Interserve: The next firm worrying investors

Qatar skyline Image copyright Getty Images
Image caption Interserve has contracts in Qatar where it says political developments are a risk to its business

If I described a company that had issued a big profit warning, watched its shares fall by nearly 80% in 18 months, been handed several big public sector contracts, seen work in the Middle East cancelled, witnessed a big rise in its debt pile, recently changed chief executive and finance director and had had its trade credit insurance withdrawn - you might think I am talking about the Carillion of a few months ago.

I am, in fact, describing a company called Interserve which, despite some important differences, is the company that bears the closest resemblance to the liquidated Carillion.

Interserve won contracts last year with the Ministry of Defence, the Ministry of Justice, Network Rail and the State of Qatar.

Despite a new £102m contract in the Gulf state, its most recent financial report in July last year admits that "political developments in the region remain a clear risk to the business that could impact during the second half of the year and beyond".

In its UK construction business, Interserve has been losing money and been exiting contracts where it can.

On almost unchanged revenues, its operating profits fell 28% in the six months to July 2017 while the more important cash flow turned negative.

Meanwhile, its debt pile rose 41% to £387m as of July 2017 and is thought to be around £500m now.

After its profit warning in September, the new management conceded that it was possible it would not be able to honour the promises it had made to its banks, and in October its trade credit insurance was withdrawn - just as happened to Carillion nine months ago.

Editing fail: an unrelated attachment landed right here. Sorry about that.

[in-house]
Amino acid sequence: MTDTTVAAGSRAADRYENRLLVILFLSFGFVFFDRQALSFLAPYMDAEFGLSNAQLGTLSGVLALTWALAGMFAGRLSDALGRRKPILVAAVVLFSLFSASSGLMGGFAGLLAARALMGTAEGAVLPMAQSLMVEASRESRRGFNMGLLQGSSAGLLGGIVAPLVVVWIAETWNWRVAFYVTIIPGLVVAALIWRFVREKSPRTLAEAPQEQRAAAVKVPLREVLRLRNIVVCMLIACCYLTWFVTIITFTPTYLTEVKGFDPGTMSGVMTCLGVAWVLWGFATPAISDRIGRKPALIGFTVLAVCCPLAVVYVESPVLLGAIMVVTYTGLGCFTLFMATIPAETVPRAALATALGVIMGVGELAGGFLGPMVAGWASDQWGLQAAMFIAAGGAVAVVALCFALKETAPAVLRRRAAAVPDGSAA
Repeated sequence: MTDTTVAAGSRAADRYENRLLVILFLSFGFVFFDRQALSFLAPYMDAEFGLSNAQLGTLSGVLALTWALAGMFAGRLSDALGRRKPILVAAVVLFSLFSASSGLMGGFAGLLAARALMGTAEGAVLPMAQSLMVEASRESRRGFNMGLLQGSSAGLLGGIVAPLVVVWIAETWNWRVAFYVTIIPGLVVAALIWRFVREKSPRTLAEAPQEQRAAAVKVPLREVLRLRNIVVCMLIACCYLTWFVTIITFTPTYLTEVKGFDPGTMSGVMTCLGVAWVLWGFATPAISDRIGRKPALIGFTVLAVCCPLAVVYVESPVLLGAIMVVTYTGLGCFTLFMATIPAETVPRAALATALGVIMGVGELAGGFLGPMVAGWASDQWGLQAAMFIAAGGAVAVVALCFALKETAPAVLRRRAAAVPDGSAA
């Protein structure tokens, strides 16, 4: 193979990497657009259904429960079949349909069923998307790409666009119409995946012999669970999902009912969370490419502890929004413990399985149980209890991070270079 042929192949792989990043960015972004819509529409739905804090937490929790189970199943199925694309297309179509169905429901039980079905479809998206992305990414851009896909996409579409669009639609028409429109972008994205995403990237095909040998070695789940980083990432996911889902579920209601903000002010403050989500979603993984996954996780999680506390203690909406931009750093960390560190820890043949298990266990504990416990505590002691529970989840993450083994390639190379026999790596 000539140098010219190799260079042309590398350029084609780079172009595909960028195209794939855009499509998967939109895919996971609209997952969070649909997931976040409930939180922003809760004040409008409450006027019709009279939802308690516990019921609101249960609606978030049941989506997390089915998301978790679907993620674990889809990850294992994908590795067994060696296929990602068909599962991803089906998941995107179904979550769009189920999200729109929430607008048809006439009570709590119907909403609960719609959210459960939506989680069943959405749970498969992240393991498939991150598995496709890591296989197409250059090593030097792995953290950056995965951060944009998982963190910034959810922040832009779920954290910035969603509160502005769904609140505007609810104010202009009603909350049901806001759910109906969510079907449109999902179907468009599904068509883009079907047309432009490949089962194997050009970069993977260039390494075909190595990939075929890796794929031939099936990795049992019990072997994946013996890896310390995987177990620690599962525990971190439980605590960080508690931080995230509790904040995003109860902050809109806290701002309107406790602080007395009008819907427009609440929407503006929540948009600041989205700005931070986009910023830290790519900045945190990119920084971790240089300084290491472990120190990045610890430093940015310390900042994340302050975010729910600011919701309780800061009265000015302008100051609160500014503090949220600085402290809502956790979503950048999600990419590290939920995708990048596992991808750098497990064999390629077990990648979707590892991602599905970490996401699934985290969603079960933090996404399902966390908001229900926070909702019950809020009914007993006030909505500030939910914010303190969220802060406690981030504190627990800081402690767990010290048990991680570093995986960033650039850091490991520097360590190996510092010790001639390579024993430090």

Similar, but different?

To be clear, there are some important differences.

The company cancelled the dividend nearly a year ago to preserve cash and its lenders recently advanced some short-term financing - a sign perhaps they believe the new management can turn things around.

The new chief executive, Debbie White, has already embarked on a turnaround plan that has included cutting both costs and headcount, which could boost profits by £15m this year.

Its debt compared to its net worth is high, but not nearly as high as Carillion's, and it has assets like plant and machinery and interests in joint ventures it could sell to raise cash - a luxury Carillion didn't have.

Image copyright Getty Images
Image caption Interserve runs employment workshops at HMP Berwyn in Wales

Carillion had a number of major projects that went sour whereas Interserve's problems stem primarily from one line of business - its energy-from-waste business - from which it is extricating itself.

The UK government says it is monitoring Interserve and in a recent statement declared "it doesn't believe any of its key suppliers are in a similar position to Carillion".

Interserve is a much smaller business than Carillion, but if you were looking for a mini-me this looks like a chip off the old block.

The predators in the financial markets who bet against companies - as they did so heavily with Carillion - are sniffing around Interserve.

A 14% intraday share fall in January didn't last long - the shares that day recovered most of their ground. Since then, however, the shares have gone below the trough hit that day and fell almost 20% on Thursday.

Like Capita, it needs to raise more capital by issuing new shares.

Unlike Capita, (which announced plans on Wednesday to raise £700m of new equity) it hasn't managed to do it yet.

As a major fund manager told the BBC: "There has been radio silence on that for some time which suggests they are not finding it easy. The outsourcing sector is going through a denouement - Interserve has been playing the same game (as Carillion) and that game is over."

The company announces full year results at the end of March.

It will feel like a long wait for holders of the shares and will feel like a lifetime of work for Ms White, who will have to reassure and convince the banks to stick with the company before she can reassure the markets.

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